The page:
Spotlight reporter Olivia Gibson looks into the issue with poaching in Africa and how it is effecting our wildlife.
ANIMAL poaching is when an animal is killed illegally for possessions such as fur, horn and ivory. These items get shipped all over the world and sold mainly on the black market for a lot of money. Africa is the world’s second largest continent, covering over 20% of land in the world. It is also home to a variety of wildlife that roam free but, in this peaceful environment, poachers are hiding waiting for their moment to attack and often leaving animals suffering a painful death.
Lewis Buckner is a manager at Flatdogs Camp, located in South Luangwa, Zambia. He spoke about the importance that certain animals have to insure the survival of others. He said, “Vultures and hyena play a vital role in cleaning up rotten carcasses in the bush, this reduces the risk of disease and infection spreading which could potentially wipe out a whole ecosystem.
“It’s also often underestimated the role that elephants play in creating food sources for other animals, by knocking down trees they then allow other browsers such as kudu and impala to feed on leaves they wouldn’t be able to reach normally.”
Elephants are responsible for the re-planting of trees and shrubs around Africa. Their digestive system only works at 50%, allowing seeds to easily travel through and get replanted back in the ground across Africa to allow for new growth. Another useful action that elephants do is using their tusks when there’s a drought, is to dig deep in the ground for water. This creates small pools of water that are vital for the survival of other animals.
Mr Buckner added, “This year we had an elephant that died near our camp with his tusks still intact. After inspecting the elephant, we found a bullet wound meaning he hadn’t died on impact but later succumbed to the bullet wound. In this case, we contacted the conservation charity here to come and remove its tusks so that the poachers couldn’t come and remove them and sell them into the illegal wildlife trade.”
Over the past century, the number of elephants has significantly dropped by 90% with 20,000 African Elephants being killed by poachers every year. This high demand for ivory particularly in Asia has led to a high surge in poaching, despite the international ivory trade ban. The ivory is turned into jewellery, utensils, religious figurines and trinkets.
Mr Buckner said, “It’s heart-breaking to see an animal that is so intelligent, and sentient being killed purely for its tusks, which are used for ornaments and status of wealth in mainly Asian countries. It also makes me very angry that there are still people controlling and funding this illegal trade, when there is so much awareness of how endangered elephants have become, mainly due to poaching.”
Pangolins are the most poached mammal in the world and more than a million have been killed in the last decade. They have a protective layer of scales made of keratin, which is the same material as human’s hair and nails. People kill them for their scales to use in traditional medicine, fashion and to eat as a high-end cuisine. The rarer the animal becomes, the more of a sign of wealth it has causing more people to want to buy it.
Since 1960, the Black Rhino’s population has declined by 97.6% as many believe the horn of the rhino can cure hangovers, impotence, fever and cancer. However, this has been proved to not actually work. The other big threat to rhinos and most of the animals in Africa is habitat loss from economic development, logging and destroying habitats. This causes them to live in fragmented, isolated areas, which affect their breeding and allow diseases to spread through highly concentrated areas.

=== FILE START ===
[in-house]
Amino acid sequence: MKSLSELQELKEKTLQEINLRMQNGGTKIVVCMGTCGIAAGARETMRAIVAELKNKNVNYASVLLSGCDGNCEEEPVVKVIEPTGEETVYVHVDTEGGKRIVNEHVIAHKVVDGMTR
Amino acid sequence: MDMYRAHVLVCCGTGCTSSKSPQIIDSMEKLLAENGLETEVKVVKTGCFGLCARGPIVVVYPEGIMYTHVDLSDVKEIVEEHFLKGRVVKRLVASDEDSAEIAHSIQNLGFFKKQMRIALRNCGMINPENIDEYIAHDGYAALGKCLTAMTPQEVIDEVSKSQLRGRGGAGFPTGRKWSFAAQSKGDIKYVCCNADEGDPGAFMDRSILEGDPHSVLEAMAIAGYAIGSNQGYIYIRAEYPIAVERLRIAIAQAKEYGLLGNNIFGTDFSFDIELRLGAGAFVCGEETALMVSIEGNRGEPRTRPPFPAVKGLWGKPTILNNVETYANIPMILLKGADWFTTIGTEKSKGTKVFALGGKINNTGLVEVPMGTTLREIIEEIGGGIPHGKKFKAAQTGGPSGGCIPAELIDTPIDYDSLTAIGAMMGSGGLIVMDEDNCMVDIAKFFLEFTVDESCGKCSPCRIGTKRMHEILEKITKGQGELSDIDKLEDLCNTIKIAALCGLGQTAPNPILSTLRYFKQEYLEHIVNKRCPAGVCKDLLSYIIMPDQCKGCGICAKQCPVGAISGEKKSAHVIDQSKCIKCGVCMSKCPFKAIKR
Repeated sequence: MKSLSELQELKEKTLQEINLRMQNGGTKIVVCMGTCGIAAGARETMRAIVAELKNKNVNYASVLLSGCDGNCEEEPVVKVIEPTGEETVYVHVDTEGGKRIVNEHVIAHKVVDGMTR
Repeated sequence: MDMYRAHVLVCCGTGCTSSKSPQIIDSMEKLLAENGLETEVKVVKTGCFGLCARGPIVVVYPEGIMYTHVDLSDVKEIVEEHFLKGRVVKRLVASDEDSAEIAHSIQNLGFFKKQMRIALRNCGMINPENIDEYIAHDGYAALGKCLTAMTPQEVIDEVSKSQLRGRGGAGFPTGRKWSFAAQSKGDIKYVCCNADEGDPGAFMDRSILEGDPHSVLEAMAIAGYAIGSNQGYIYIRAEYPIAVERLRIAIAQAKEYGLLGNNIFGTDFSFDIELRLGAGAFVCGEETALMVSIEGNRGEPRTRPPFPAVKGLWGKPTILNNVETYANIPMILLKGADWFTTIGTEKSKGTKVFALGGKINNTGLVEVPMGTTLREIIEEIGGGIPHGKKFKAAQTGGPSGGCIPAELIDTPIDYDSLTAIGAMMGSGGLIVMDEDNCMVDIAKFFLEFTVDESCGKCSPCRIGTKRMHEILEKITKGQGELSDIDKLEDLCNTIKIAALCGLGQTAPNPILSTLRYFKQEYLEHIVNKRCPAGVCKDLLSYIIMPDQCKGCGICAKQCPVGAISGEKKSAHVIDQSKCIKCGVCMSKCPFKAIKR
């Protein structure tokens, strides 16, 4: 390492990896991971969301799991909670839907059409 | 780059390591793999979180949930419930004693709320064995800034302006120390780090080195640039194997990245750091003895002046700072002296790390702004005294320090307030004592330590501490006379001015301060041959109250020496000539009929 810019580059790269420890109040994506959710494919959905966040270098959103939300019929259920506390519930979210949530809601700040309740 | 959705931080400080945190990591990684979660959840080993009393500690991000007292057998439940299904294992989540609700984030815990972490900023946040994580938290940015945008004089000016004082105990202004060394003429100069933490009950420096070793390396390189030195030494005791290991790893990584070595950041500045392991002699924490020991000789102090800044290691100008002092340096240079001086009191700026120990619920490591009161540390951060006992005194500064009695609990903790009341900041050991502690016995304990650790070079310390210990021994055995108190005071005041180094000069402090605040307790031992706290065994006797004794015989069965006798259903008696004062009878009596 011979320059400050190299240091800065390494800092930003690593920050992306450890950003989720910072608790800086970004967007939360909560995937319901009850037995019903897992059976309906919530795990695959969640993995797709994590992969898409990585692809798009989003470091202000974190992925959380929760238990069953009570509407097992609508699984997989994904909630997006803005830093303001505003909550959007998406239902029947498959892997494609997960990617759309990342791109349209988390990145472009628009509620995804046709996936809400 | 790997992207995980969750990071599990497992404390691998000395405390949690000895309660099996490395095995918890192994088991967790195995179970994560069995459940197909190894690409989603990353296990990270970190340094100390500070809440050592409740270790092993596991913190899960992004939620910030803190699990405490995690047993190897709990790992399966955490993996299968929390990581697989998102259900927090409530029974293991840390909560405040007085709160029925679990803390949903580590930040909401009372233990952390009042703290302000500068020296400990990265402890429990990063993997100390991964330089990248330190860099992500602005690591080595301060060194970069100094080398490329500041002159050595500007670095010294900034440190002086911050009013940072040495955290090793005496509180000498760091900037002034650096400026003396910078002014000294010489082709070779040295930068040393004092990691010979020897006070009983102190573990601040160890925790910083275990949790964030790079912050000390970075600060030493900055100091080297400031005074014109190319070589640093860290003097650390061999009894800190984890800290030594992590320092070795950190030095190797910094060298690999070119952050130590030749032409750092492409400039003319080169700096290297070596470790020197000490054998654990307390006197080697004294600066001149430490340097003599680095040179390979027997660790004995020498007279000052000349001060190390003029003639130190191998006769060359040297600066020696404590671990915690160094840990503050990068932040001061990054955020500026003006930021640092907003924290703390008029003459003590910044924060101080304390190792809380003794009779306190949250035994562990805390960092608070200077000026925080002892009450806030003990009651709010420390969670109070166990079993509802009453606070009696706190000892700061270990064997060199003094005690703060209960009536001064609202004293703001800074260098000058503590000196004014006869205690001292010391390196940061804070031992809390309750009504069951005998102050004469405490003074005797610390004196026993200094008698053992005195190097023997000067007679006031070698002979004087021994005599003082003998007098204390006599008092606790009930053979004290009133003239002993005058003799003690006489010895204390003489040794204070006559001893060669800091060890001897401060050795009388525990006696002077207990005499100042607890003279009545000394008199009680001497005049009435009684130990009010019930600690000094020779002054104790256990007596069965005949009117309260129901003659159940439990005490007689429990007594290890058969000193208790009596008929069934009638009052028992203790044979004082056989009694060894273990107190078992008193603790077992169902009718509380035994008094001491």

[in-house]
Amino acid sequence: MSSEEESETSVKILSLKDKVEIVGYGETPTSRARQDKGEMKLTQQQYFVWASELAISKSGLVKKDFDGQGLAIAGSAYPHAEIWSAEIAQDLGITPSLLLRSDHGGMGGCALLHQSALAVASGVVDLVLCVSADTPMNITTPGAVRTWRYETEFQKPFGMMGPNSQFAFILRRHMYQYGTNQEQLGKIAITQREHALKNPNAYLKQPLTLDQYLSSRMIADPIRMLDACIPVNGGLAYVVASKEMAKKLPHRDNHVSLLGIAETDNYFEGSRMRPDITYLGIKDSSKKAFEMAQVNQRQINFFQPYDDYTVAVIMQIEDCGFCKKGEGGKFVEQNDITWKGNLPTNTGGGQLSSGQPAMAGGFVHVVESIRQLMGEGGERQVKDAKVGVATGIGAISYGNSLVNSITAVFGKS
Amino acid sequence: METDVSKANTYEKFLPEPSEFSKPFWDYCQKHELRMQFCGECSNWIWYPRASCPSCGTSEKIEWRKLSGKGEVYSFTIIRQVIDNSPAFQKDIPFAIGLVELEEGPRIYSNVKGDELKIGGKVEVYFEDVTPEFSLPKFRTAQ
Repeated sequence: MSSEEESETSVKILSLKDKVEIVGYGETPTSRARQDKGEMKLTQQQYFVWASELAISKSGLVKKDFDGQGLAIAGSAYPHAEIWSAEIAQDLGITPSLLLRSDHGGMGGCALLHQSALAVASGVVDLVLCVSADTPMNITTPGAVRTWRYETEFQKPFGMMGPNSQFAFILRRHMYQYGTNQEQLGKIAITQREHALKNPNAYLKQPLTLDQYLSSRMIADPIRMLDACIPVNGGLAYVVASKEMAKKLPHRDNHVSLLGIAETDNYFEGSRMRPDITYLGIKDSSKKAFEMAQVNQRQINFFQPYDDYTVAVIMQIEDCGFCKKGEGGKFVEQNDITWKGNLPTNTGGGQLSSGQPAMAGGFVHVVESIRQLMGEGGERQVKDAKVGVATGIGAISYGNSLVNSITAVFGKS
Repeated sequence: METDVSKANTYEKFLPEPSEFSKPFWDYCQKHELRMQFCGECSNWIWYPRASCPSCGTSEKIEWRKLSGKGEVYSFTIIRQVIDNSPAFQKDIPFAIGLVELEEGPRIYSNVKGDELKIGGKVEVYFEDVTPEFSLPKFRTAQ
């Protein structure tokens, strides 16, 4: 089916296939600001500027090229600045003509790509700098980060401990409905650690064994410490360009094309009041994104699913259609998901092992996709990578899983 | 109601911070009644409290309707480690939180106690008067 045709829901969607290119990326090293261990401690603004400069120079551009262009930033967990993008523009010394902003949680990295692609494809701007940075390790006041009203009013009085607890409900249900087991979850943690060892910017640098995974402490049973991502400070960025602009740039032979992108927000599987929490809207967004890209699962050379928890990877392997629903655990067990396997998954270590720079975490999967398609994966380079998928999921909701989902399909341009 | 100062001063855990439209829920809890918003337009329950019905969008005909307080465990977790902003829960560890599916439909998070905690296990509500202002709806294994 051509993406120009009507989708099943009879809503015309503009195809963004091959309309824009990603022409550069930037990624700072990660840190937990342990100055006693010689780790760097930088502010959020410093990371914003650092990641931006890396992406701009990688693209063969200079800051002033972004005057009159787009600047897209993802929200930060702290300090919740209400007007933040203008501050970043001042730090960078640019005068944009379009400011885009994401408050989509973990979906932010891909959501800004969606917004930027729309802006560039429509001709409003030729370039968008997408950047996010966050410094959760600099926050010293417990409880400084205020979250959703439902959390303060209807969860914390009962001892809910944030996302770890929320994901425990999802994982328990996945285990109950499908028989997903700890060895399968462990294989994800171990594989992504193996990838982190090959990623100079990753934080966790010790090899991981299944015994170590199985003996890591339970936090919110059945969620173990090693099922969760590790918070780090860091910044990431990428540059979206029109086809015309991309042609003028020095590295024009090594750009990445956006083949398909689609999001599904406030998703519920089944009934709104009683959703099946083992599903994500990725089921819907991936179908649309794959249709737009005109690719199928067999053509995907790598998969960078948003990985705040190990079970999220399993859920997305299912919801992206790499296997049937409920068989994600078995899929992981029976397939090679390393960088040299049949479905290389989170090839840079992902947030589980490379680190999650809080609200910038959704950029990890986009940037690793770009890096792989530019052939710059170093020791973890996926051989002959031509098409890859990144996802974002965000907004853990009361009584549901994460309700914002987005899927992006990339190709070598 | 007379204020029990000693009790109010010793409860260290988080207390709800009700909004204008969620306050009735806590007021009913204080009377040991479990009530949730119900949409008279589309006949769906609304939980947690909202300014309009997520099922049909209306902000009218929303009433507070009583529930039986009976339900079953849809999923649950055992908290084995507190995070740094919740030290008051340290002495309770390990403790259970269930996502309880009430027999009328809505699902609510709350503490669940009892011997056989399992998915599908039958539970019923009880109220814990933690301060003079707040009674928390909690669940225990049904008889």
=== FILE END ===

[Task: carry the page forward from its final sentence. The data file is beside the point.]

Rhinos are important because they help contribute to the economic growth in places such as Africa because of tourism, which offers more jobs and gives local communities tangible benefits.
Other animals that are poached are zebras who are hunted for their skin and meat and gorillas, whose infants are trafficked and sold for as much as £40,000. At this rate, poaching could wipe out these animals within our lifetime.
Mr Buckner commented on other animals in the African bush and said, “Elephant and rhino are the ones that grab the headlines but snaring for bushmeat is a big problem. Poachers leave snares hoping to catch animals like impala/bushbuck or Puku for meat and end up getting lion, leopard or wild dog trapped instead. They can’t control what animals walk through the snare wire.”
In places such as South Luangwa National Park, they have 65 rangers, an air surveillance team as well as vets to keep an eye on everything. In local communities, it is extremely important to educate their people on wildlife conservation to try and stop them from turning into poachers.
Mr Buckner had a message for those people out there who are buying illegal wildlife trade. He said, “I would ask them to take the time to research elephant conservation and what happens to an elephant and it’s herd when an elephant is poached. I would ask them to educate themselves on the impact this has on not just the elephants but the habitats and ecosystems that benefit from elephants. I would ask them why they think their ornaments are more important than the life of an elephant, one of the most intelligent and emotional animals on earth.”
The animals barely stand a chance when it comes to poachers with their AK-47s, Grenade launchers, night-vision goggles and low-flying helicopters. That’s why it is so important to stop buying illegal wildlife products and donate money to help the protect wildlife, conserve land, educate the public and provide livelihood alternatives. It’s time to put an end to poaching once and for all.
Donate to African Wildlife Foundation: https://www.awf.org/wildlife-conservation
Donate to Save the Rhino: https://www.savetherhino.org/get-involved/donate/
Donate to WWF: https://support.wwf.org.uk/donate-to-wwf